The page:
One moment ...
Default project is now your active project.
Project items

Items saved from this article

This article has been saved
Highlights (0)
Some of your highlights are legacy items.

Highlights saved before July 30, 2012 will not be displayed on their respective source pages.

You can easily re-create the highlights by opening the book page or article, selecting the text, and clicking “Highlight.”

Citations (0)
Some of your citations are legacy items.

Any citation created before July 30, 2012 will labeled as a “Cited page.” New citations will be saved as cited passages, pages or articles.

We also added the ability to view new citations from your projects or the book or article where you created them.

Notes (0)
Bookmarks (0)

You have no saved items from this article

Project items include:
  • Saved book/article
  • Highlights
  • Quotes/citations
  • Notes
  • Bookmarks
Notes
Cite this article

Cited article

Style
Citations are available only to our active members.
Sign up now to cite pages or passages in MLA, APA and Chicago citation styles.

(Einhorn, 1992, p. 25)

(Einhorn 25)

1

1. Lois J. Einhorn, Abraham Lincoln, the Orator: Penetrating the Lincoln Legend (Westport, CT: Greenwood Press, 1992), 25, http://www.questia.com/read/27419298.

Cited article

Facing Tough Election, Schroder Turns to Bush, Again ; the German Chancellor - a Vociferous Opponent of the Iraq War - Meets with President Bush in Washington Monday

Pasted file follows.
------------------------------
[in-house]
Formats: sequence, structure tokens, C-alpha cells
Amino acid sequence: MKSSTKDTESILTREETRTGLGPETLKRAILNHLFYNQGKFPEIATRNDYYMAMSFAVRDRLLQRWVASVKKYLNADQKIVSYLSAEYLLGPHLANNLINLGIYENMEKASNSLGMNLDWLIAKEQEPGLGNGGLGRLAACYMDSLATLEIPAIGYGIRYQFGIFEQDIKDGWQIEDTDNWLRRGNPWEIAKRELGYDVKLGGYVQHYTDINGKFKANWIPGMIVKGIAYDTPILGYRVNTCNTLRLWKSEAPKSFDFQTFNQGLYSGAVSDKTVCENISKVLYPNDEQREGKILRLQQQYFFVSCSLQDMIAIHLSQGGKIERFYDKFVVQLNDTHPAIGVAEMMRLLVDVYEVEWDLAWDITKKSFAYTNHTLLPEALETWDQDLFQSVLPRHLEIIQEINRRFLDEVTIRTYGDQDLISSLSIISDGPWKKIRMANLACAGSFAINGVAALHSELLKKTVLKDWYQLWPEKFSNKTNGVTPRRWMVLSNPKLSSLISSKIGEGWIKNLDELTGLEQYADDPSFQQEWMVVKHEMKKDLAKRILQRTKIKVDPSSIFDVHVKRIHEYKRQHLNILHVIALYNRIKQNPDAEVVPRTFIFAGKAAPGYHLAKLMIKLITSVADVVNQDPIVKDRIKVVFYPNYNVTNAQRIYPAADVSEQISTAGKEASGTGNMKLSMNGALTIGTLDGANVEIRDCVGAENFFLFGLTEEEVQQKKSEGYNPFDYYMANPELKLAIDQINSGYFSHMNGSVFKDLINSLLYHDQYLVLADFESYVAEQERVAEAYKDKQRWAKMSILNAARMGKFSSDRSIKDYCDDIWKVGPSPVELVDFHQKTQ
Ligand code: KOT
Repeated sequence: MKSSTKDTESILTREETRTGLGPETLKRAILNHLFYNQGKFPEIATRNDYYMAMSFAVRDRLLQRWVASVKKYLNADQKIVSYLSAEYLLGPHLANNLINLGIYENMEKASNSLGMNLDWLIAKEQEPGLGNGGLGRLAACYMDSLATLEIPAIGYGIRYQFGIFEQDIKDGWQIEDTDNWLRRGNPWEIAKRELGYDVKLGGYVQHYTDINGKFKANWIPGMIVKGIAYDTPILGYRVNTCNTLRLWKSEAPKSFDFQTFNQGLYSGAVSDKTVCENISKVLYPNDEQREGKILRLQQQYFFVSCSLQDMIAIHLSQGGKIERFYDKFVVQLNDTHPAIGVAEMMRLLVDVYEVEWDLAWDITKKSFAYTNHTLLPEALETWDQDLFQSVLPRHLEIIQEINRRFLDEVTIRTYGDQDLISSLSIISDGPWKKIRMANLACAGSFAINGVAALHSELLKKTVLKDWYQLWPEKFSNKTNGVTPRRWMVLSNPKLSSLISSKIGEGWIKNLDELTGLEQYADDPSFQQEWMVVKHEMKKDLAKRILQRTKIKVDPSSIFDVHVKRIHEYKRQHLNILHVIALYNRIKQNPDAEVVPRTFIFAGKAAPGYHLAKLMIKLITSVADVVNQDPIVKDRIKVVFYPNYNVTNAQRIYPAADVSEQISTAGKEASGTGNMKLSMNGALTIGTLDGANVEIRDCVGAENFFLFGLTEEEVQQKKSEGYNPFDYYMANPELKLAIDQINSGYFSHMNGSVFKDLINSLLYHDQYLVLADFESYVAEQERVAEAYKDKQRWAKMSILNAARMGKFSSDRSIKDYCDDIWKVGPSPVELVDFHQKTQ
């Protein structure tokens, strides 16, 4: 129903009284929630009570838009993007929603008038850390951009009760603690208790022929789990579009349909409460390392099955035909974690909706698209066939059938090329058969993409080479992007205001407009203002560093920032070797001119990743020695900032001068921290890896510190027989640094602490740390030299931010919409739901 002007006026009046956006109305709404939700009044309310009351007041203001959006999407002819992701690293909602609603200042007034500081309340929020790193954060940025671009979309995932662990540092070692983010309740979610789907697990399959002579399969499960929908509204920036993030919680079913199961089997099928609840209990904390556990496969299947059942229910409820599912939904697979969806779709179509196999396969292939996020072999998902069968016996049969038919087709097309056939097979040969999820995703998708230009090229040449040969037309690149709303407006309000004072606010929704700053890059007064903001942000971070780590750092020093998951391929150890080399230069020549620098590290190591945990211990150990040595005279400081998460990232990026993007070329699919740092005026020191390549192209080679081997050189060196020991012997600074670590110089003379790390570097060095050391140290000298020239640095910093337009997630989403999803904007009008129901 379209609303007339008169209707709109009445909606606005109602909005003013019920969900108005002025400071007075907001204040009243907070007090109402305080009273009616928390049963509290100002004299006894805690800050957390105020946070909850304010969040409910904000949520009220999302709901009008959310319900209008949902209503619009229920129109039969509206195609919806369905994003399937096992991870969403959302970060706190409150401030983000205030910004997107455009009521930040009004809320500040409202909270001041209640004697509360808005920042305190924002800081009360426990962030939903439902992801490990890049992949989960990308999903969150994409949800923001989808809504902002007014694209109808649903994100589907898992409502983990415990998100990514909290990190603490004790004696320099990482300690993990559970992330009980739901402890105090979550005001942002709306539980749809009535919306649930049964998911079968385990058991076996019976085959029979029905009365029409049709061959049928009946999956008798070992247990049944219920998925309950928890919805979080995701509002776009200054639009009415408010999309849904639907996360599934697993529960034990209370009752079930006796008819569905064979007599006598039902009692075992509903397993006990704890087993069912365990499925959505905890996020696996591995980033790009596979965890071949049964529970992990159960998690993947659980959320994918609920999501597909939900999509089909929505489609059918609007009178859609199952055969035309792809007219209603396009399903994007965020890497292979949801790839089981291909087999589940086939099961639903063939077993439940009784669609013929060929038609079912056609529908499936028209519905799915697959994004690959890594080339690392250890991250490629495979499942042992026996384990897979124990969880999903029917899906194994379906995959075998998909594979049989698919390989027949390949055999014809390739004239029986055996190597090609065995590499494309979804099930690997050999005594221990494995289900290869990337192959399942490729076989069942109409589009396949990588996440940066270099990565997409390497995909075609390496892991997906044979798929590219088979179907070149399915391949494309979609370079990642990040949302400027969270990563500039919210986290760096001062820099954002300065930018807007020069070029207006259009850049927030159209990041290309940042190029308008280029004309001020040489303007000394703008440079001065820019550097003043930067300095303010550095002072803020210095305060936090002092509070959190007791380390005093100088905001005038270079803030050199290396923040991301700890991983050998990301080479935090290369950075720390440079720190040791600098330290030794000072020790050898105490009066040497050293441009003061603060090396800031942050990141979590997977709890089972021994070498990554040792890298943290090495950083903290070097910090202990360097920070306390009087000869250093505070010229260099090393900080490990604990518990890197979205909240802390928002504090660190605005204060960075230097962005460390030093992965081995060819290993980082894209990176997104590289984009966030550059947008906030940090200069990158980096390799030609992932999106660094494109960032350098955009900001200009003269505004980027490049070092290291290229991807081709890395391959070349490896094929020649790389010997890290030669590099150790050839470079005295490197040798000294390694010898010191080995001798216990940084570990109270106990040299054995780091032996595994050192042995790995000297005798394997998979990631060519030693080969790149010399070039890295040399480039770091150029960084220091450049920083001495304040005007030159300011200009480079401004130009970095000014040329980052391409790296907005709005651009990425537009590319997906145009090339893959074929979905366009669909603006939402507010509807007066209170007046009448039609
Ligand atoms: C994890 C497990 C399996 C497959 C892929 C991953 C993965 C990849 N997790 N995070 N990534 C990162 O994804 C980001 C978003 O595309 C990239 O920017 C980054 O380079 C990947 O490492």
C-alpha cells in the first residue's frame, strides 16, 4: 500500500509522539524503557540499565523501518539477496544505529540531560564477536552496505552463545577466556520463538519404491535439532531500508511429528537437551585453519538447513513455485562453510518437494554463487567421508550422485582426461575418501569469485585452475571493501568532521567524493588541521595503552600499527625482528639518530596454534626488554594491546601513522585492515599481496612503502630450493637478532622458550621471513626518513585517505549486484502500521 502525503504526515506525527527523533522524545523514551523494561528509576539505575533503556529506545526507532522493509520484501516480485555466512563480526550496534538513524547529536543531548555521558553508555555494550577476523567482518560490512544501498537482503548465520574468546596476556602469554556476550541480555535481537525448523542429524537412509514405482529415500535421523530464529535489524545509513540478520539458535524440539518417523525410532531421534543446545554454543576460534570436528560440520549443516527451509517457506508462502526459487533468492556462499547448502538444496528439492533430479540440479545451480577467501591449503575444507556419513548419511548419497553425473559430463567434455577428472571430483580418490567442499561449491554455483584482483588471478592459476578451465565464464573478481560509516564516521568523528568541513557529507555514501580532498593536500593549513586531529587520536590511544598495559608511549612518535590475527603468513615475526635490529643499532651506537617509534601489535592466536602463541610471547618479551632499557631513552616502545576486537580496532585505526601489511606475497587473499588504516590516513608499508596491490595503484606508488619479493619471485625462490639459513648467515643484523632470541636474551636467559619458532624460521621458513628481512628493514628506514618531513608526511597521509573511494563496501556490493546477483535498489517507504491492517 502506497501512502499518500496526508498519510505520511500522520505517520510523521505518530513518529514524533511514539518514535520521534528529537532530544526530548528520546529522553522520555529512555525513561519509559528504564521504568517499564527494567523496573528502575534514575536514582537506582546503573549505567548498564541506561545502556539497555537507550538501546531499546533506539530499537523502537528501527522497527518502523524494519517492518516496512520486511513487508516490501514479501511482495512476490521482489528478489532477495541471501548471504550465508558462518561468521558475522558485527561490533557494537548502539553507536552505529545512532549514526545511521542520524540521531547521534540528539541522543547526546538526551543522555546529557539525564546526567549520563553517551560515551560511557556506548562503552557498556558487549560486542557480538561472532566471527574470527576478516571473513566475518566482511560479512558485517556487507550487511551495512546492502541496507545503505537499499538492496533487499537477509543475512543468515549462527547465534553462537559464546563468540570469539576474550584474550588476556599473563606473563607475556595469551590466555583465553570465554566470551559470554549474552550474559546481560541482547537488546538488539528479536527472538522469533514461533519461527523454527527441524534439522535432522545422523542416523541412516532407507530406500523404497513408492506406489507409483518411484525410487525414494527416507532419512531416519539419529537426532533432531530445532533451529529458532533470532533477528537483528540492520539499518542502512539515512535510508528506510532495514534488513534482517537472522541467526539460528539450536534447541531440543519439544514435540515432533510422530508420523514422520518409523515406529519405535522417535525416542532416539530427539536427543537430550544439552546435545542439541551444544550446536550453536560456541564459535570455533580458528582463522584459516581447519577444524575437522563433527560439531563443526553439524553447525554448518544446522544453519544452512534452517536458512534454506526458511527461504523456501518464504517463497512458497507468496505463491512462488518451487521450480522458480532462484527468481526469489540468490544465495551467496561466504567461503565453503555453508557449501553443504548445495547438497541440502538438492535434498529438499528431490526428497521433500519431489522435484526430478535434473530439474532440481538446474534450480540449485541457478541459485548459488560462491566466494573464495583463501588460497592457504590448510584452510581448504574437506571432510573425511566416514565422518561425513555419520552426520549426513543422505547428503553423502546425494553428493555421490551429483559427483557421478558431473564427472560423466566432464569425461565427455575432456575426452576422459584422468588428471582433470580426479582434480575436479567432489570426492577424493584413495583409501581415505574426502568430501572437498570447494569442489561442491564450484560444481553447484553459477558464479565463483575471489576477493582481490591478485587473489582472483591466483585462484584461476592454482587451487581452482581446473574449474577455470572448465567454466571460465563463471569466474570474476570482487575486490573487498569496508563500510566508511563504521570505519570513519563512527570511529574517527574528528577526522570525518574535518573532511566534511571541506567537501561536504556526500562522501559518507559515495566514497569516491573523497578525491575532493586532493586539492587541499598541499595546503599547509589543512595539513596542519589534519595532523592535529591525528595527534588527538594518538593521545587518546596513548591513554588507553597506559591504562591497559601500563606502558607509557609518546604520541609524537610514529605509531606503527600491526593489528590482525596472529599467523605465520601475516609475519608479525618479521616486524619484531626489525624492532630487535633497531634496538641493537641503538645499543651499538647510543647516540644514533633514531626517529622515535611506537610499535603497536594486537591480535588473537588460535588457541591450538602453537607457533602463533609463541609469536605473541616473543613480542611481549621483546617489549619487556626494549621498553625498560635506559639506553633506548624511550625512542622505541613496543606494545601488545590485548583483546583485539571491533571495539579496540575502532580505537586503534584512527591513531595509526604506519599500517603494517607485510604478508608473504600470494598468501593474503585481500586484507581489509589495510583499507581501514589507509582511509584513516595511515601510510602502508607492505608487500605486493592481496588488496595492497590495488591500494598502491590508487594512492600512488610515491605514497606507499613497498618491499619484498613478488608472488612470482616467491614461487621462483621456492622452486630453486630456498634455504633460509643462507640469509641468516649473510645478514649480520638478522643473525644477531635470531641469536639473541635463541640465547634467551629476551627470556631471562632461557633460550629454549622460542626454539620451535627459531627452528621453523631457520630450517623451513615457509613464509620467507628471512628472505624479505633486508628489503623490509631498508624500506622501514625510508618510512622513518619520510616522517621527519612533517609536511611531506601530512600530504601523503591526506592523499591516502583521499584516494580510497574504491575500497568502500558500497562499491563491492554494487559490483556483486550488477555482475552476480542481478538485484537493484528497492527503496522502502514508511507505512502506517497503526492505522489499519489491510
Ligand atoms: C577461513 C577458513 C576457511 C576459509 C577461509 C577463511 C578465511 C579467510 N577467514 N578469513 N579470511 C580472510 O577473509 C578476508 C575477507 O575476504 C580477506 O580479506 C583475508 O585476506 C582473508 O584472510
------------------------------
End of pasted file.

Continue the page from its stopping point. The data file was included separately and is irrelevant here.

Settings

Settings

Typeface
Text size Smaller Larger Reset View mode
Search within

Search within this article

Look up

Look up a word

  • Dictionary
  • Thesaurus
Please submit a word or phrase above.
Print this page

Print this page

Why can't I print more than one page at a time?

Full screen

matching results for page

Cited passage

Style
Citations are available only to our active members.
Sign up now to cite pages or passages in MLA, APA and Chicago citation styles.

"Portraying himself as an honest, ordinary person helped Lincoln identify with his audiences." (Einhorn, 1992, p. 25).

"Portraying himself as an honest, ordinary person helped Lincoln identify with his audiences." (Einhorn 25)

"Portraying himself as an honest, ordinary person helped Lincoln identify with his audiences."1

1. Lois J. Einhorn, Abraham Lincoln, the Orator: Penetrating the Lincoln Legend (Westport, CT: Greenwood Press, 1992), 25, http://www.questia.com/read/27419298.

Cited passage

Welcome to the new Questia Reader

The Questia Reader has been updated to provide you with an even better online reading experience.  It is now 100% Responsive, which means you can read our books and articles on any sized device you wish.  All of your favorite tools like notes, highlights, and citations are still here, but the way you select text has been updated to be easier to use, especially on touchscreen devices.  Here's how:

1. Click or tap the first word you want to select.
2. Click or tap the last word you want to select.

OK, got it!

Thanks for trying Questia!

Please continue trying out our research tools, but please note, full functionality is available only to our active members.

Your work will be lost once you leave this Web page.

For full access in an ad-free environment, sign up now for a FREE, 1-day trial.

Already a member? Log in now.